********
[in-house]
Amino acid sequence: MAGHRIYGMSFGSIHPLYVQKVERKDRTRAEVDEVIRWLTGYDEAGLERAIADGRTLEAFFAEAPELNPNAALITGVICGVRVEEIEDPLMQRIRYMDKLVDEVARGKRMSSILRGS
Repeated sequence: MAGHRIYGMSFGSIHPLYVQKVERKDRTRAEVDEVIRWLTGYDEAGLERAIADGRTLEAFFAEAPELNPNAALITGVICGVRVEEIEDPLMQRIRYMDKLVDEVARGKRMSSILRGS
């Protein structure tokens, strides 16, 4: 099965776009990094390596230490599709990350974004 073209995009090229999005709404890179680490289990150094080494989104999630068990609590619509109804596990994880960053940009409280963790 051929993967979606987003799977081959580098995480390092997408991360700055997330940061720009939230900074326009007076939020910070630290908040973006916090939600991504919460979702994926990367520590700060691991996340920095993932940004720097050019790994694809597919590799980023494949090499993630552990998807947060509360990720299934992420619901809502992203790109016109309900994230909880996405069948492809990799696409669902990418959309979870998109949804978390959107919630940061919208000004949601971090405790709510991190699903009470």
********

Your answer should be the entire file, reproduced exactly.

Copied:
[in-house]
Amino acid sequence: MAGHRIYGMSFGSIHPLYVQKVERKDRTRAEVDEVIRWLTGYDEAGLERAIADGRTLEAFFAEAPELNPNAALITGVICGVRVEEIEDPLMQRIRYMDKLVDEVARGKRMSSILRGS
Repeated sequence: MAGHRIYGMSFGSIHPLYVQKVERKDRTRAEVDEVIRWLTGYDEAGLERAIADGRTLEAFFAEAPELNPNAALITGVICGVRVEEIEDPLMQRIRYMDKLVDEVARGKRMSSILRGS
């Protein structure tokens, strides 16, 4: 099965776009990094390596230490599709990350974004 073209995009090229999005709404890179680490289990150094080494989104999630068990609590619509109804596990994880960053940009409280963790 051929993967979606987003799977081959580098995480390092997408991360700055997330940061720009939230900074326009007076939020910070630290908040973006916090939600991504919460979702994926990367520590700060691991996340920095993932940004720097050019790994694809597919590799980023494949090499993630552990998807947060509360990720299934992420619901809502992203790109016109309900994230909880996405069948492809990799696409669902990418959309979870998109949804978390959107919630940061919208000004949601971090405790709510991190699903009470």